Hawes Amplifier Archive by James T. Hawes, AA9DT
IDSS Tester & Tutorial

Circuits that measure IDSS

It's not all there! What? Your parts manufacturer provides an incomplete IDSS range for your FET? Then he's telling you to go fish!

What's a guy to do? You need some fishng gear. Homebrew an IDSS meter. Measure your FETs, instead of depending on incomplete datasheets. Sound good? Below are schematics for meters that reel in the data.

Photo: Soldering hands

♦ CAUTION. No enhancement devices. These circuits measure parameters for JFETS or depletion MOSFETs. But the circuits won't measure enhancement MOSFETs. If you plug in a MOSFET, it won't turn on. You might mistakenly assume that it's dead. (Examples: No 2N7000s! No BS170s!)

About the meters

  • Use your DVM for the ID ammeter and the VP (pinch-off voltage) voltmeter. The IDSS reading could vary from a few milliamps to about 100 mA. The power voltage that you use must exceed the FET's VP value.

  • Your measurements apply to the device that you use, not the manufacturer's model. FETs of the same type vary greatly. (Sometimes nature intrudes upon science. FET characteristics are an example.) For this reason, your measurements probably won't agree with values on the manufacturer's datasheet. Fear not. Differing values don't indicate a defect.

  • Battery considerations. IDSS-level drain current subjects your battery to the maximum current draw for the device. To preserve your battery, keep measurement periods brief. To measure P-channel devices, reverse the battery connections.

The simple meter

Build in minutes. Test in seconds! The simple IDSS meter (Figure 1) allows you to read IDSS. Depending on the FET you're measuring, IDSS could run anywhere from a few milliamps to 100 milliamps. (Very few FETs have an IDSS below 1 mA. Example: PN4117.) In this circuit, you may use a handheld multimeter to measure IDSS current. To find VGS (off), Malvino provides this handy formula (1.)...

               Circuit measures Idss

Fig. 1. Simple IDSS meter

VGS (off)= 2(IDSS) / GM0,
where GM0 is the transconductance at IDSS

Why do I need to know VGS (off)? Because the pinch-off voltage VP is of the same magnitude (but opposite sign) as VGS (off). Manufacturers measure the all-important IDSS at the pinch-off voltage VP. Voltage VP also defines the voltage boundaries of your amplifier design (the most and least current that the FET supports).

Using the simple meter. The table below shows the results of some tests by the author. On a solderless breadboard, the simple meter circuit went together quickly. The 2N3819 device under test was a U.S. Fairchild JFET, originally from Mouser (new-old stock). The 2N5457 device was a Chinese “Fairchild” JFET from eBay. The readings were low, perhaps because the power voltage was 9 volts, instead of the manufacturer-specified 15 volts. To check that hypothesis, further tests were necessary. A retest several days later produced the same IDSS values at 9 VDC. Under 15 VDC power, the IDSS currents remained the same as at 9 VDC power.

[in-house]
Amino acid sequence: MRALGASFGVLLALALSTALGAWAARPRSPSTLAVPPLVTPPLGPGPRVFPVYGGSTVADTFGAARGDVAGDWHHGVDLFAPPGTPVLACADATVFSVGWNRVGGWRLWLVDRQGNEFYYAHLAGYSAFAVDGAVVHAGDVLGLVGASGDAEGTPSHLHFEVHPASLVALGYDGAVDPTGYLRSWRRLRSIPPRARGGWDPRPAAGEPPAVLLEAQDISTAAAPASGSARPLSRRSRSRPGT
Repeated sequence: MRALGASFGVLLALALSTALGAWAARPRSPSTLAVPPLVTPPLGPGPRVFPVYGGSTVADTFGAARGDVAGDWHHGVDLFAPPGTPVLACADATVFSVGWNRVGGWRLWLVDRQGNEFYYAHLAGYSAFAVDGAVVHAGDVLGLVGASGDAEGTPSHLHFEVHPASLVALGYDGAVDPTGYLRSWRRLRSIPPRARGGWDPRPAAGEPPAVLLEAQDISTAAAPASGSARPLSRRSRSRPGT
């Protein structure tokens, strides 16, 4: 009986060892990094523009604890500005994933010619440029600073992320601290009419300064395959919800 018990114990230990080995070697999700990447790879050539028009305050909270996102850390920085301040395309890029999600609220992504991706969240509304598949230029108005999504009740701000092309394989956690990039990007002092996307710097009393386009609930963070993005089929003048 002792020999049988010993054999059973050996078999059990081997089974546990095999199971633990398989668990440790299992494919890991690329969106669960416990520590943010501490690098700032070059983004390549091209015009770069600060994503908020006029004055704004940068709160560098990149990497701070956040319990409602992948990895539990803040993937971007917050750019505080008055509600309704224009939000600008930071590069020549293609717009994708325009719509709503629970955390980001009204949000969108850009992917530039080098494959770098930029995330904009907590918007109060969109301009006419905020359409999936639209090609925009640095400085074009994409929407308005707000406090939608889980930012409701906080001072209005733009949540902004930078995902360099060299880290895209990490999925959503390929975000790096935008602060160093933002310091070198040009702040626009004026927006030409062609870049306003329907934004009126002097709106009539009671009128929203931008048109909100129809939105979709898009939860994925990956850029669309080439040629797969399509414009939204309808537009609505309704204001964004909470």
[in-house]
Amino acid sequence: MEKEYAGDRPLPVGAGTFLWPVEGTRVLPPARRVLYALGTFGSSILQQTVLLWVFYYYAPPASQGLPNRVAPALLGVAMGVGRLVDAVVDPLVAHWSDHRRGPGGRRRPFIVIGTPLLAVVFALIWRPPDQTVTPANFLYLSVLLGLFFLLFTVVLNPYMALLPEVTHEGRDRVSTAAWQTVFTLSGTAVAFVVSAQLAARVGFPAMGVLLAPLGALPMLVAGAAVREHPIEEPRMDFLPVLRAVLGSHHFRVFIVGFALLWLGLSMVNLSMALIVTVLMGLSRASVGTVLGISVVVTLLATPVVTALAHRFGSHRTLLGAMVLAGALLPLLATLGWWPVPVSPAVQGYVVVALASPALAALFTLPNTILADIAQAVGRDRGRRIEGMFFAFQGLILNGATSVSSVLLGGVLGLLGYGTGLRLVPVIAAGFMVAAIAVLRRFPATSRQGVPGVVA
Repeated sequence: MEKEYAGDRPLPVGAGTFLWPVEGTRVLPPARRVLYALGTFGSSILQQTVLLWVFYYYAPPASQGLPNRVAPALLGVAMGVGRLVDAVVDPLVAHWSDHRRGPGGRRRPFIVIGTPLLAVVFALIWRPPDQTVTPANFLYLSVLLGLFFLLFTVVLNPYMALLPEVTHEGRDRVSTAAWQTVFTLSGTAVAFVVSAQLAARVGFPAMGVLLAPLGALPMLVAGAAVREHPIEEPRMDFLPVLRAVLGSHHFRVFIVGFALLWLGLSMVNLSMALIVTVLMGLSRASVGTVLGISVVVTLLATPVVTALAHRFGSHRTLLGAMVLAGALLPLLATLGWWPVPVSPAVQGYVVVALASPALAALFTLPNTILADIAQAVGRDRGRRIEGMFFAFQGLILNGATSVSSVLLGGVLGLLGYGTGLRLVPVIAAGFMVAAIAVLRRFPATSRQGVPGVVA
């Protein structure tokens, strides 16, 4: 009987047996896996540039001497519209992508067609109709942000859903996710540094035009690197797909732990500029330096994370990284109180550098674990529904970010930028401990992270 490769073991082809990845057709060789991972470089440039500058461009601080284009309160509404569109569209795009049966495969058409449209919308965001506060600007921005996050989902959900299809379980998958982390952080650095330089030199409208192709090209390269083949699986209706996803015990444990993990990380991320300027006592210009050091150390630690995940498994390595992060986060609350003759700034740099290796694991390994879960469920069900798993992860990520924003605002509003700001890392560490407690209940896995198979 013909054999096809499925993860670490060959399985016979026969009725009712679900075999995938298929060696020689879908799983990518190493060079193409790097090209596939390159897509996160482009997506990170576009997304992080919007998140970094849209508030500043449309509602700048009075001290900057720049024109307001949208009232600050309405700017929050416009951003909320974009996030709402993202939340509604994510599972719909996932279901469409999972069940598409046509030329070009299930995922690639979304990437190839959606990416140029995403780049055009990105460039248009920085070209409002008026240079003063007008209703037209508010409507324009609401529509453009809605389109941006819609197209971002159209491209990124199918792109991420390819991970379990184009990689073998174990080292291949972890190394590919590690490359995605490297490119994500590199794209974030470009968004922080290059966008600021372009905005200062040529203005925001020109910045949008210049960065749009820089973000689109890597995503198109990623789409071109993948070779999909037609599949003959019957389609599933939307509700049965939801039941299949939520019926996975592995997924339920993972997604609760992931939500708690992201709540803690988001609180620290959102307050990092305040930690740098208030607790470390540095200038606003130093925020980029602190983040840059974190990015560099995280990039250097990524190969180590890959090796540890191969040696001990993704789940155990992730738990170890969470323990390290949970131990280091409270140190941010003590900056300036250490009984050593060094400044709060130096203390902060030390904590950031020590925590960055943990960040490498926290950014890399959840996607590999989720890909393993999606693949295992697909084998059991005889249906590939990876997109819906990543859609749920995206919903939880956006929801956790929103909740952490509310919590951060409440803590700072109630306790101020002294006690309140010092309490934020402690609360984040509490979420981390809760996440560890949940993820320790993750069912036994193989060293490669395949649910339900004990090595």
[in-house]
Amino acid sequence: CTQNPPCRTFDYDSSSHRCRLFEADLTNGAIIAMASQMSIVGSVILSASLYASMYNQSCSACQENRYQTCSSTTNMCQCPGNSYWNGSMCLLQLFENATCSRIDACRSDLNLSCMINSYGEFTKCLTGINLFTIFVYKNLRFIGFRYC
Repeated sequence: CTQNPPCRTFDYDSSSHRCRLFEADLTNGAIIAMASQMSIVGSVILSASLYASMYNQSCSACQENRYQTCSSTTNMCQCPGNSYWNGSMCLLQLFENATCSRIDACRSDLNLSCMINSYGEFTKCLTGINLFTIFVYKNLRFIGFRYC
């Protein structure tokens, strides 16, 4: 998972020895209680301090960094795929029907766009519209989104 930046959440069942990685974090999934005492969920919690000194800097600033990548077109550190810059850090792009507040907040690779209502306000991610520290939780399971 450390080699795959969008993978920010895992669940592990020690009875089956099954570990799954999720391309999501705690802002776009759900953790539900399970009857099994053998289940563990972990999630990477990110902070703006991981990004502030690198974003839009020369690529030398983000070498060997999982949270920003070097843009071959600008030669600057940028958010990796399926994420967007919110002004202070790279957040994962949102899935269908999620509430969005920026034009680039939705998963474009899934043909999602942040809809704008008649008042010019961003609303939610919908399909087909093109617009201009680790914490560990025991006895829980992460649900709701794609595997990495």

The parallel IDSS values moderated the author's earlier skepticism about datasheets. The datasheet's drain curves prescribed that the IDSS values would be the same at 9 or 15 volts. The test devices regulated the current as they should. The measured IDSS values also remained within spec.

FET Type Power Volts IDSS (mA) Test Date Tester Type
2N3819 9 10.96 8-11-2020 Simple
2N5457 9 2.56 8-11-2020 Simple
2N3819 9 11 8-20-2020 Simple
2N5457 9 3 8-20-2020 Simple
2N3819 15 12 8-20-2020 Simple
2N5457 15 3 8-20-2020 Simple
  1. In the 8-11-2020 tests, the author used a digital meter.

  2. In the 8-20-2020 retests, the author used an analog meter.

  3. The 8-20, 9V tests agree with the 8-11-2020 test results.

  4. The 8-20, 15V tests disprove the hypothesis that a lower VDD is responsible for IDSS readings below the maximum spec on the datasheets. (2N3819: 20 mA max. 2N5457: 5 mA max.)

The swanky meter

Technician's Cadillac. The swanky IDSS meter appears at Figure 2. You can use the power voltage (B2) of your choice. The 20-volt supply is a typical example. (DC power packs are fine, too. A particular FET might also require a larger battery B1. For example, Hayes and Horowitz use -15V. (2.))

           Fancier circuit to measure Idss, Vp. Requires two batteries.

Fig. 2. Swanky IDSS meter (4.)

To measure VGS (off), adjust the 10K pot. At some resistance value, the FET will cut off. When it does, ID will drop to zero. (Drain voltage VDS will also rise to the power voltage. (3.)) Now, measure VGS (off) between gate and ground. This circuit also allows you to plot the GM (transconductance) curve for the FET. (An example of this curve appears at Figure 5.)

CAUTION: FIGURE 2. Never connect the gate battery B1 backwards! This battery must provide a zero to negative voltage to the gate. The voltage must never rise above zero volts. Otherwise, the gate junction could melt, destroying the JFET.

Detailed instructions for the swanky meter